The goal is to help viable Canadian businesses remain resilient during these uncertain and challenging times.

The Office of the Superintendent of Financial Institutions (OSFI) announced it is lowering the Domestic Stability Buffer by 1.25% of risk-weighted assets, effective immediately. This action will allow Canada’s large banks to inject $300 billion of additional lending in to the economy.

The Bank of Canada also took a series of actions to support the Canadian economy including cutting the interest rate to 0.75% as a proactive measure in light of the negative shocks to Canada’s economy.

The Canada Account

The Canada Account is changing. The Minister of Finance would now be able to determine the limit of the Canada Account in order to deal with exceptional circumstances. It’s used by the government to support exporters. It allows the government to provide additional support to Canadian businesses through loans, guarantees or insurance policies during these challenging times.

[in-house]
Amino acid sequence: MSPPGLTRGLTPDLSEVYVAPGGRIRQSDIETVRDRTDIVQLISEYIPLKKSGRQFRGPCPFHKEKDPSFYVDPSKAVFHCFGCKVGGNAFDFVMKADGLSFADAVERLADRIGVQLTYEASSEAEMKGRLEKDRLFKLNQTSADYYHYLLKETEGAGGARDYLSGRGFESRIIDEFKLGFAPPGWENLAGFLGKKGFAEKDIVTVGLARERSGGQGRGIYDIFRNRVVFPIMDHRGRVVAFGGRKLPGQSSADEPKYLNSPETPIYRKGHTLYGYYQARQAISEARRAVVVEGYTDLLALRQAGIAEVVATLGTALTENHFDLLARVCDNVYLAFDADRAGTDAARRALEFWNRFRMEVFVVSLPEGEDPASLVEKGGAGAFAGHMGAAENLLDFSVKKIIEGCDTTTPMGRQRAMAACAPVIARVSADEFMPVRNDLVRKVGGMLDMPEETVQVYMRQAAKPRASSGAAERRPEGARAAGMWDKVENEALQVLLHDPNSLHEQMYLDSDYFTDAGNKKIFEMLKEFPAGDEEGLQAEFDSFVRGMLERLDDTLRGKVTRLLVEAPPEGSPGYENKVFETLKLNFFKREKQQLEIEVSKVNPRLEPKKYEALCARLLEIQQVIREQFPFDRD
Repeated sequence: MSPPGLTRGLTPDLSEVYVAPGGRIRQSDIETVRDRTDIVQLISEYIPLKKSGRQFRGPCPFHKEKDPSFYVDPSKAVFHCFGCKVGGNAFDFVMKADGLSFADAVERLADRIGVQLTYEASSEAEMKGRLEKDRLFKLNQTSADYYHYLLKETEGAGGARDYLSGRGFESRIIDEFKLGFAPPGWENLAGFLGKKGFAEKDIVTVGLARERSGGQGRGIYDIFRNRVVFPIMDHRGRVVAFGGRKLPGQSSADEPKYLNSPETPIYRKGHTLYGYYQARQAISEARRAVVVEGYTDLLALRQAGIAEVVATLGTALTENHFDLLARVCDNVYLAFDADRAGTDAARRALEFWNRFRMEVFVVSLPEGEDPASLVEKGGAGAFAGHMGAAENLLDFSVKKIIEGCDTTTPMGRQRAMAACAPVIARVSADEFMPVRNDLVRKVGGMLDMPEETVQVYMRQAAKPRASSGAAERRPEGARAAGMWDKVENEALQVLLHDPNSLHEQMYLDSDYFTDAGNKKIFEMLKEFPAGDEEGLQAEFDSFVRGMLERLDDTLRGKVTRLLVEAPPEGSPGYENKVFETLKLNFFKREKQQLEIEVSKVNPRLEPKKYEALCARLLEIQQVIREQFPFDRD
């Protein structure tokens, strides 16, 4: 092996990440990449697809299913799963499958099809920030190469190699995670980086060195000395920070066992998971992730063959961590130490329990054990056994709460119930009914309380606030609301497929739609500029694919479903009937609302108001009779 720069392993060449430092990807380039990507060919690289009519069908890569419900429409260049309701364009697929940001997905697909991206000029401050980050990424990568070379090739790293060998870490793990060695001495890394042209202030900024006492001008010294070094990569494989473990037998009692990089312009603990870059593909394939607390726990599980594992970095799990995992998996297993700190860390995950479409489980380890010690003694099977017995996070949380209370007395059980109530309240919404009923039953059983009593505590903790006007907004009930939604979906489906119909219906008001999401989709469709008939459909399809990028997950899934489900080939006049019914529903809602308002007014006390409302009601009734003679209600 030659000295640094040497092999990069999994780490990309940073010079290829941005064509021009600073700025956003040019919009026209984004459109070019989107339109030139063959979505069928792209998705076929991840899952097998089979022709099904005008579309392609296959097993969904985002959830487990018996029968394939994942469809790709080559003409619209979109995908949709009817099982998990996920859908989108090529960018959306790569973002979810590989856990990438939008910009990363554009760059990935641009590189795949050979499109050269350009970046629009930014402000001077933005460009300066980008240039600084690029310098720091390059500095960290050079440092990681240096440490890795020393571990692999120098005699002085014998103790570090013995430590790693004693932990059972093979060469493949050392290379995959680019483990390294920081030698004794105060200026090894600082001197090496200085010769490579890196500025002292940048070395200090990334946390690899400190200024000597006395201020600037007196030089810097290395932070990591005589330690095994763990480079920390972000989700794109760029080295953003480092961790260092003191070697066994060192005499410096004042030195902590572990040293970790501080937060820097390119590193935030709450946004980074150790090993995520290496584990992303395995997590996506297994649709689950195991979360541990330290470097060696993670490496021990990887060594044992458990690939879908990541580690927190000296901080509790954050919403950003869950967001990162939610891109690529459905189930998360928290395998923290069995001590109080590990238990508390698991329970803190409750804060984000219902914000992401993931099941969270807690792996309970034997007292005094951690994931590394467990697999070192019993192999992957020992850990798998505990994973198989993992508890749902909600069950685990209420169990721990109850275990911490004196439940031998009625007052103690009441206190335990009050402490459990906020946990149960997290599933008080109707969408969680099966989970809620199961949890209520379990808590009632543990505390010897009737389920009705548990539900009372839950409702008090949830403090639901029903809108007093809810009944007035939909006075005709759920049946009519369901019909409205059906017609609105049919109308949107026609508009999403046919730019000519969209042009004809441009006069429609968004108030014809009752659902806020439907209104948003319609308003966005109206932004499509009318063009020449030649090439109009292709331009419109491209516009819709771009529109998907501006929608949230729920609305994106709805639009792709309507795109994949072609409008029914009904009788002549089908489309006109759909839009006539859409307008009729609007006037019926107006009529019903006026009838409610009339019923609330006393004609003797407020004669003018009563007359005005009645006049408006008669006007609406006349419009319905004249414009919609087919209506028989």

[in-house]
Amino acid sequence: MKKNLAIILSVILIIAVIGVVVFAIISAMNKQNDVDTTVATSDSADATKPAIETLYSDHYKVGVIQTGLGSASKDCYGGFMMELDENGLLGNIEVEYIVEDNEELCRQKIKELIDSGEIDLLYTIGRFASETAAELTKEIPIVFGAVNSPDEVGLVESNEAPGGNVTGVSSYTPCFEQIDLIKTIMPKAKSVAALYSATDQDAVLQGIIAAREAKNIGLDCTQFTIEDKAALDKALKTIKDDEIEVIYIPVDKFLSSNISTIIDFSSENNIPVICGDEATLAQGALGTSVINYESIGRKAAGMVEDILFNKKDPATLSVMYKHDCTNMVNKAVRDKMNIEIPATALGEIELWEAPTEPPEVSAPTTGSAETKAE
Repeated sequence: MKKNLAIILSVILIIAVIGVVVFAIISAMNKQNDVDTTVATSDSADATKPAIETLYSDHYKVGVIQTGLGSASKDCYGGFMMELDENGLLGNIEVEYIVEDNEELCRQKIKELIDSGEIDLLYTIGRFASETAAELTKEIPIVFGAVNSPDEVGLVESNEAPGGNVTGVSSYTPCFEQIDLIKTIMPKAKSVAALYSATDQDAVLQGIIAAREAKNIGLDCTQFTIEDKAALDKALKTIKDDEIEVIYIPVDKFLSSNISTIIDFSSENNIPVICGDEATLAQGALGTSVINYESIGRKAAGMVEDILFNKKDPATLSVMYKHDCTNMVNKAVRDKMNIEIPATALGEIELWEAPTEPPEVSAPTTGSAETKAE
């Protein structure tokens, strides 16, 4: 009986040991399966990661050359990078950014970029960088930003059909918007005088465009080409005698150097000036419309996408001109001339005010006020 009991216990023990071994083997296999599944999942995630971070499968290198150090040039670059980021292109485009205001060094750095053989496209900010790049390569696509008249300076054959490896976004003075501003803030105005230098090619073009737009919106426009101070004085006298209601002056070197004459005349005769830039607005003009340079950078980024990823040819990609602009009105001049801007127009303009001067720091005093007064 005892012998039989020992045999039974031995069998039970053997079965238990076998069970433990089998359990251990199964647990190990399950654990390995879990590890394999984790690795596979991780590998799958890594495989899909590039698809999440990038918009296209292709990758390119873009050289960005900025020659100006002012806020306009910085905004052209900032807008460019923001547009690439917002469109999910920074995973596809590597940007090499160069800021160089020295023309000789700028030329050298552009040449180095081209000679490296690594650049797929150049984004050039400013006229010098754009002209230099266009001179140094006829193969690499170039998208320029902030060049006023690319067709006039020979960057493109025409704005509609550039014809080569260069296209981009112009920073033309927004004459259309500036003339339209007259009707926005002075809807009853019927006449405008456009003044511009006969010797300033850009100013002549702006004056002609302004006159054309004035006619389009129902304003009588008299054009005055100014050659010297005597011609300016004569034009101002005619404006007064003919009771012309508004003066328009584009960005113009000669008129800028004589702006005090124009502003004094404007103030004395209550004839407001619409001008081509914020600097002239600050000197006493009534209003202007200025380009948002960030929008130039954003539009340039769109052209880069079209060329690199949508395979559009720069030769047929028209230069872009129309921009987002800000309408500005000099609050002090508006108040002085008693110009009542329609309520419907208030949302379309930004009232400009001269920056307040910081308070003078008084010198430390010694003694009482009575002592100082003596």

Supporting Financial Market Liquidity

As a further measure to bolster the financial system and the Canadian economy, the government announced on March 16 that it is launching an Insured Mortgage Purchase Program. Under this program, the government will purchase up to $50 billion of insured mortgage pools through the Canada Mortgage and Housing Corporation. This action will provide long-term stable funding to banks and mortgage lenders, help facilitate continued lending to Canadian consumers and businesses, and add liquidity to Canada’s mortgage market.

Support for Canadians

Income support for those who need it most